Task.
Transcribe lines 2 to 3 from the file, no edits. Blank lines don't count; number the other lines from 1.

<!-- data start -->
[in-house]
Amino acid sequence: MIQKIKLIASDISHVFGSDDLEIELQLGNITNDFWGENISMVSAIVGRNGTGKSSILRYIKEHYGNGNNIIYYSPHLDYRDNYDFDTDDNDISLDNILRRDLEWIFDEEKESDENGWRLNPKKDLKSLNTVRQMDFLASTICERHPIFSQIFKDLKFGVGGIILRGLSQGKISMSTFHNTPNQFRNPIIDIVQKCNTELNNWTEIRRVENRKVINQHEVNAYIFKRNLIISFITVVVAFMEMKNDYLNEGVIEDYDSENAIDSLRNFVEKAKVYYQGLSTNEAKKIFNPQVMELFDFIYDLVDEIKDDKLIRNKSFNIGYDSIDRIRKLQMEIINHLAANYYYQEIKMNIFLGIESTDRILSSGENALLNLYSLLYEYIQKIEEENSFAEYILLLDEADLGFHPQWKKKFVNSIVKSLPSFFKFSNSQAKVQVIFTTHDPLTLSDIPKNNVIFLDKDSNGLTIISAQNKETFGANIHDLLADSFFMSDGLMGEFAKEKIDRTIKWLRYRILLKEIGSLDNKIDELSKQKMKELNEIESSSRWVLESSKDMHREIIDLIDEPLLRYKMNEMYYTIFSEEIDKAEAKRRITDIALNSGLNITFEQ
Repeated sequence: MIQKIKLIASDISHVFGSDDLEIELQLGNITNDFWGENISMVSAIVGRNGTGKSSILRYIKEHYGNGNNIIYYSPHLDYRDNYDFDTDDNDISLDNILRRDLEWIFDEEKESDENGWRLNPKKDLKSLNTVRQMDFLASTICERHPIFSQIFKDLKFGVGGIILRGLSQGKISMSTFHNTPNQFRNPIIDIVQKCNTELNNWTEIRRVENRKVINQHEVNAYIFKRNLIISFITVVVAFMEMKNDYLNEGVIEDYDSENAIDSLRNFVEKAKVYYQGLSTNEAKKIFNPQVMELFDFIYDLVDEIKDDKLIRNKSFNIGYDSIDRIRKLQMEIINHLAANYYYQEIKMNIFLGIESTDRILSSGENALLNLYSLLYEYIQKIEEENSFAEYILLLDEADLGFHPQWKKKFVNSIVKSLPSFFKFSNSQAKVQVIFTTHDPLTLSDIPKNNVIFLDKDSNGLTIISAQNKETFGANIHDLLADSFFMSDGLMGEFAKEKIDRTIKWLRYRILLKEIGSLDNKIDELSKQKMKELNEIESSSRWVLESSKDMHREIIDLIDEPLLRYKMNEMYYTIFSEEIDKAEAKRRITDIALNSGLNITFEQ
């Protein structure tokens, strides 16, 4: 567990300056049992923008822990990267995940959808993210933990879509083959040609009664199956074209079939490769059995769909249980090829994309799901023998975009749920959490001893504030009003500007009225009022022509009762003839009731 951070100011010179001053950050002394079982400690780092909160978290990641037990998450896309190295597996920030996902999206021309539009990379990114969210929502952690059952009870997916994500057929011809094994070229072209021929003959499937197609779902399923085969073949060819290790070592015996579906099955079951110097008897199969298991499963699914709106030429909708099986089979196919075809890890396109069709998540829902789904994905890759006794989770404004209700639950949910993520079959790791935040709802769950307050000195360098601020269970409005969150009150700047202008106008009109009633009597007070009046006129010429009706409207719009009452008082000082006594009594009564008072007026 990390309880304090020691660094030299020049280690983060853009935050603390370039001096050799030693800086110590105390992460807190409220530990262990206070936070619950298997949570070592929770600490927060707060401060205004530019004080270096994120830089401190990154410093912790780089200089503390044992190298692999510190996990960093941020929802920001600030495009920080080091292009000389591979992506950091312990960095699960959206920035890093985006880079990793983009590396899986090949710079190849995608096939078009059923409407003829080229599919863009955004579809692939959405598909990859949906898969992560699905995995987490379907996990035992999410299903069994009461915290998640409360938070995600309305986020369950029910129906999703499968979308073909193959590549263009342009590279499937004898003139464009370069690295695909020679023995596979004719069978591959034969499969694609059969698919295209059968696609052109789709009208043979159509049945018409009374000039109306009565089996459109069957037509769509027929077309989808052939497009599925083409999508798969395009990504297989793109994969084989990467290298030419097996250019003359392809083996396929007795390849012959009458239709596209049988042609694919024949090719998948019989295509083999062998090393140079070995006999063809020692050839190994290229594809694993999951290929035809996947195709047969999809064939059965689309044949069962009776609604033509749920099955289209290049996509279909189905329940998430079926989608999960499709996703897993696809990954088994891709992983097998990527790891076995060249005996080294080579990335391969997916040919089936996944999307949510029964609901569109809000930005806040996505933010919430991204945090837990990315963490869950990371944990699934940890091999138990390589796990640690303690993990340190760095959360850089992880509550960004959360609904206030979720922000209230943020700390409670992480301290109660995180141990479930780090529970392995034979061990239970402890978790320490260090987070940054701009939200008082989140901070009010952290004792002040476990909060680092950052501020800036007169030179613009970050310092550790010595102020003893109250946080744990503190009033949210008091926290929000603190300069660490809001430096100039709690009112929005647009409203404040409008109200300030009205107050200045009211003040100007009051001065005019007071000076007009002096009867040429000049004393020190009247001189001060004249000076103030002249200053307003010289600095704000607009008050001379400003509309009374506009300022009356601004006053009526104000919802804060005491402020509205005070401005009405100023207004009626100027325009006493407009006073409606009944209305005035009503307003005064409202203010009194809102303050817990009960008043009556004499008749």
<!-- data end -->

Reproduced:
Amino acid sequence: MIQKIKLIASDISHVFGSDDLEIELQLGNITNDFWGENISMVSAIVGRNGTGKSSILRYIKEHYGNGNNIIYYSPHLDYRDNYDFDTDDNDISLDNILRRDLEWIFDEEKESDENGWRLNPKKDLKSLNTVRQMDFLASTICERHPIFSQIFKDLKFGVGGIILRGLSQGKISMSTFHNTPNQFRNPIIDIVQKCNTELNNWTEIRRVENRKVINQHEVNAYIFKRNLIISFITVVVAFMEMKNDYLNEGVIEDYDSENAIDSLRNFVEKAKVYYQGLSTNEAKKIFNPQVMELFDFIYDLVDEIKDDKLIRNKSFNIGYDSIDRIRKLQMEIINHLAANYYYQEIKMNIFLGIESTDRILSSGENALLNLYSLLYEYIQKIEEENSFAEYILLLDEADLGFHPQWKKKFVNSIVKSLPSFFKFSNSQAKVQVIFTTHDPLTLSDIPKNNVIFLDKDSNGLTIISAQNKETFGANIHDLLADSFFMSDGLMGEFAKEKIDRTIKWLRYRILLKEIGSLDNKIDELSKQKMKELNEIESSSRWVLESSKDMHREIIDLIDEPLLRYKMNEMYYTIFSEEIDKAEAKRRITDIALNSGLNITFEQ
Repeated sequence: MIQKIKLIASDISHVFGSDDLEIELQLGNITNDFWGENISMVSAIVGRNGTGKSSILRYIKEHYGNGNNIIYYSPHLDYRDNYDFDTDDNDISLDNILRRDLEWIFDEEKESDENGWRLNPKKDLKSLNTVRQMDFLASTICERHPIFSQIFKDLKFGVGGIILRGLSQGKISMSTFHNTPNQFRNPIIDIVQKCNTELNNWTEIRRVENRKVINQHEVNAYIFKRNLIISFITVVVAFMEMKNDYLNEGVIEDYDSENAIDSLRNFVEKAKVYYQGLSTNEAKKIFNPQVMELFDFIYDLVDEIKDDKLIRNKSFNIGYDSIDRIRKLQMEIINHLAANYYYQEIKMNIFLGIESTDRILSSGENALLNLYSLLYEYIQKIEEENSFAEYILLLDEADLGFHPQWKKKFVNSIVKSLPSFFKFSNSQAKVQVIFTTHDPLTLSDIPKNNVIFLDKDSNGLTIISAQNKETFGANIHDLLADSFFMSDGLMGEFAKEKIDRTIKWLRYRILLKEIGSLDNKIDELSKQKMKELNEIESSSRWVLESSKDMHREIIDLIDEPLLRYKMNEMYYTIFSEEIDKAEAKRRITDIALNSGLNITFEQ